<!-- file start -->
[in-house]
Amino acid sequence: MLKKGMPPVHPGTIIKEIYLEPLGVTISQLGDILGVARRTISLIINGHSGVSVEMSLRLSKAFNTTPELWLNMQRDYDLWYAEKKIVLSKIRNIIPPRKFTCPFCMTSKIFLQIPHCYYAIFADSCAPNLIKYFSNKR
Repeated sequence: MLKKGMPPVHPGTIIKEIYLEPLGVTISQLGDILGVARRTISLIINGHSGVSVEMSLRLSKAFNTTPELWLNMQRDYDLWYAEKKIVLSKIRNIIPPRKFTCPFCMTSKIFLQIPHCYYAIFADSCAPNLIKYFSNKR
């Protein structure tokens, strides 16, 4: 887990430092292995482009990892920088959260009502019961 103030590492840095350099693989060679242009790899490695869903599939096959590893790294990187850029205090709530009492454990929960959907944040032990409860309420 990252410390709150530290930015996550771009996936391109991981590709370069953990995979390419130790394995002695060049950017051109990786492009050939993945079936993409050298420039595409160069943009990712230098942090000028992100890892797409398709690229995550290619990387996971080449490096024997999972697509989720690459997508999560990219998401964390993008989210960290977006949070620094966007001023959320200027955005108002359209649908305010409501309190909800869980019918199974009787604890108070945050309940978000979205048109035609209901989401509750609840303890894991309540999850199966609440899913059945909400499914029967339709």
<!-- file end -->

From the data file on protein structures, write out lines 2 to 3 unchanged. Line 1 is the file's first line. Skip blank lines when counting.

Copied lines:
Amino acid sequence: MLKKGMPPVHPGTIIKEIYLEPLGVTISQLGDILGVARRTISLIINGHSGVSVEMSLRLSKAFNTTPELWLNMQRDYDLWYAEKKIVLSKIRNIIPPRKFTCPFCMTSKIFLQIPHCYYAIFADSCAPNLIKYFSNKR
Repeated sequence: MLKKGMPPVHPGTIIKEIYLEPLGVTISQLGDILGVARRTISLIINGHSGVSVEMSLRLSKAFNTTPELWLNMQRDYDLWYAEKKIVLSKIRNIIPPRKFTCPFCMTSKIFLQIPHCYYAIFADSCAPNLIKYFSNKR